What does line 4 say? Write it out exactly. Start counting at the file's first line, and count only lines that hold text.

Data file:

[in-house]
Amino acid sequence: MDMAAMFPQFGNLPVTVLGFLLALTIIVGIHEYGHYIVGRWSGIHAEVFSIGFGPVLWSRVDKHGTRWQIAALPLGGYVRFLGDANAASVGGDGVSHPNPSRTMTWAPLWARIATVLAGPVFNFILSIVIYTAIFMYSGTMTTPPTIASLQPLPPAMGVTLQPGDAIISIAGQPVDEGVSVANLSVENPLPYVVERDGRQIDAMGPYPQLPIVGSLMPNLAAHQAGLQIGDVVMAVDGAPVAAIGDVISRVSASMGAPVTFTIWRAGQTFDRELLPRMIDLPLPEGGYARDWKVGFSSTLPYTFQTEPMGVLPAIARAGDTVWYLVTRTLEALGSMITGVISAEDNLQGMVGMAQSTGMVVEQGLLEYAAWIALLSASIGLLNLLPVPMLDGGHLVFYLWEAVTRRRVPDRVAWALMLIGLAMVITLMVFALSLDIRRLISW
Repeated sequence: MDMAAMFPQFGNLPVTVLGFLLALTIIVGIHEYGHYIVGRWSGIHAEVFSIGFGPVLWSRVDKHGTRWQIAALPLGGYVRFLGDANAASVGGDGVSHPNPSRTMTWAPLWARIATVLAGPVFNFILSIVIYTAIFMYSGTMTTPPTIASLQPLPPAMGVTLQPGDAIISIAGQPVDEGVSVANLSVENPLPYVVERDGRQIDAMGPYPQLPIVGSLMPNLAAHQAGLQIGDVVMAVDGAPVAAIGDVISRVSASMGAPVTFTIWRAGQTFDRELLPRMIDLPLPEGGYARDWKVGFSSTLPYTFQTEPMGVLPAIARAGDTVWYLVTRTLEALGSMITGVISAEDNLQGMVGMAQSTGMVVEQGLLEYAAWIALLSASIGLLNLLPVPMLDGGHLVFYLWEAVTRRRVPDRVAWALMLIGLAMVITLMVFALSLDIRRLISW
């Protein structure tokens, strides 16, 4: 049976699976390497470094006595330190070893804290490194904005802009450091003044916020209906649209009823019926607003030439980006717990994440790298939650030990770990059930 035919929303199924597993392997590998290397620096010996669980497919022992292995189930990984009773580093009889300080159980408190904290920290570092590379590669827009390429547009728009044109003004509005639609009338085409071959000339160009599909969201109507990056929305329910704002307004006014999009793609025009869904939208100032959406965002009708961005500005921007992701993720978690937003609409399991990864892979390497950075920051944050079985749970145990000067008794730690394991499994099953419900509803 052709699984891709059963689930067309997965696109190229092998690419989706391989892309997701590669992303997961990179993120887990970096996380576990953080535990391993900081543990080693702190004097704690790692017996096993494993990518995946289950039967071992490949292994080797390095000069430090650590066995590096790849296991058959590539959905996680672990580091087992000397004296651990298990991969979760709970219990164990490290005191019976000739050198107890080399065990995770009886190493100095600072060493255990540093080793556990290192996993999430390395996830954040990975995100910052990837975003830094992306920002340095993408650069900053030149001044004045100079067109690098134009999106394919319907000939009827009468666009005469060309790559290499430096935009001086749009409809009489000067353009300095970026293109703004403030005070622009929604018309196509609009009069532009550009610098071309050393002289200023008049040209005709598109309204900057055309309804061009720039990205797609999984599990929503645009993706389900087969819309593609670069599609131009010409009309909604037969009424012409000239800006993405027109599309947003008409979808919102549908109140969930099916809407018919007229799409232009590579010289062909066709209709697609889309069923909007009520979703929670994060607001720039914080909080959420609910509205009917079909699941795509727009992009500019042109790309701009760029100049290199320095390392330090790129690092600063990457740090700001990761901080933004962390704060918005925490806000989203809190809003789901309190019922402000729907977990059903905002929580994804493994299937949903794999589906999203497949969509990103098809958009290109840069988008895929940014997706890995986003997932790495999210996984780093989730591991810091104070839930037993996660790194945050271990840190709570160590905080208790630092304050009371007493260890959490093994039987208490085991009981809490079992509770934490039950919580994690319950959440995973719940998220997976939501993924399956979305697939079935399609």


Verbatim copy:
């Protein structure tokens, strides 16, 4: 049976699976390497470094006595330190070893804290490194904005802009450091003044916020209906649209009823019926607003030439980006717990994440790298939650030990770990059930 035919929303199924597993392997590998290397620096010996669980497919022992292995189930990984009773580093009889300080159980408190904290920290570092590379590669827009390429547009728009044109003004509005639609009338085409071959000339160009599909969201109507990056929305329910704002307004006014999009793609025009869904939208100032959406965002009708961005500005921007992701993720978690937003609409399991990864892979390497950075920051944050079985749970145990000067008794730690394991499994099953419900509803 052709699984891709059963689930067309997965696109190229092998690419989706391989892309997701590669992303997961990179993120887990970096996380576990953080535990391993900081543990080693702190004097704690790692017996096993494993990518995946289950039967071992490949292994080797390095000069430090650590066995590096790849296991058959590539959905996680672990580091087992000397004296651990298990991969979760709970219990164990490290005191019976000739050198107890080399065990995770009886190493100095600072060493255990540093080793556990290192996993999430390395996830954040990975995100910052990837975003830094992306920002340095993408650069900053030149001044004045100079067109690098134009999106394919319907000939009827009468666009005469060309790559290499430096935009001086749009409809009489000067353009300095970026293109703004403030005070622009929604018309196509609009009069532009550009610098071309050393002289200023008049040209005709598109309204900057055309309804061009720039990205797609999984599990929503645009993706389900087969819309593609670069599609131009010409009309909604037969009424012409000239800006993405027109599309947003008409979808919102549908109140969930099916809407018919007229799409232009590579010289062909066709209709697609889309069923909007009520979703929670994060607001720039914080909080959420609910509205009917079909699941795509727009992009500019042109790309701009760029100049290199320095390392330090790129690092600063990457740090700001990761901080933004962390704060918005925490806000989203809190809003789901309190019922402000729907977990059903905002929580994804493994299937949903794999589906999203497949969509990103098809958009290109840069988008895929940014997706890995986003997932790495999210996984780093989730591991810091104070839930037993996660790194945050271990840190709570160590905080208790630092304050009371007493260890959490093994039987208490085991009981809490079992509770934490039950919580994690319950959440995973719940998220997976939501993924399956979305697939079935399609």